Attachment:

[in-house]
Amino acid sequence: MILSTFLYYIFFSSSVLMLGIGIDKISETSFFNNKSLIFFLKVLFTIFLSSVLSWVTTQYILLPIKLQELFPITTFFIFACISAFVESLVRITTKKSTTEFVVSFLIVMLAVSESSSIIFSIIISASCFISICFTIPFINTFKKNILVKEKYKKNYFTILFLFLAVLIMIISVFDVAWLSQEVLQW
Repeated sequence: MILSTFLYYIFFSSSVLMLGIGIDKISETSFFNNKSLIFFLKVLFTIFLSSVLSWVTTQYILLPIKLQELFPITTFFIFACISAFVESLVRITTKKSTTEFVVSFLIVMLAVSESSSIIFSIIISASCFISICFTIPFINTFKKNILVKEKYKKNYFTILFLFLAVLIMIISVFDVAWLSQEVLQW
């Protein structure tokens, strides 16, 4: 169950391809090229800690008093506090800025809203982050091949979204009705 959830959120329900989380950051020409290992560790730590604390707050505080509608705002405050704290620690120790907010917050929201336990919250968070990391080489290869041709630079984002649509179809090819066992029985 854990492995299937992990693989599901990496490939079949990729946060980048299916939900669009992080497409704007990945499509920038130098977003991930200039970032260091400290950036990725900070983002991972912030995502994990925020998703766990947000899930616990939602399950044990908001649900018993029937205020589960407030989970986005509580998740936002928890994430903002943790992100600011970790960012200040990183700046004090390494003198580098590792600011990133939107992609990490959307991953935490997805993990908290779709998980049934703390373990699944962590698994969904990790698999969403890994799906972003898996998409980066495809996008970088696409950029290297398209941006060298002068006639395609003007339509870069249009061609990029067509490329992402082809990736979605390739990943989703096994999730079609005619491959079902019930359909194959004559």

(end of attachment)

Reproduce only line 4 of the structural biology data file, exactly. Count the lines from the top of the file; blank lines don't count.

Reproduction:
């Protein structure tokens, strides 16, 4: 169950391809090229800690008093506090800025809203982050091949979204009705 959830959120329900989380950051020409290992560790730590604390707050505080509608705002405050704290620690120790907010917050929201336990919250968070990391080489290869041709630079984002649509179809090819066992029985 854990492995299937992990693989599901990496490939079949990729946060980048299916939900669009992080497409704007990945499509920038130098977003991930200039970032260091400290950036990725900070983002991972912030995502994990925020998703766990947000899930616990939602399950044990908001649900018993029937205020589960407030989970986005509580998740936002928890994430903002943790992100600011970790960012200040990183700046004090390494003198580098590792600011990133939107992609990490959307991953935490997805993990908290779709998980049934703390373990699944962590698994969904990790698999969403890994799906972003898996998409980066495809996008970088696409950029290297398209941006060298002068006639395609003007339509870069249009061609990029067509490329992402082809990736979605390739990943989703096994999730079609005619491959079902019930359909194959004559």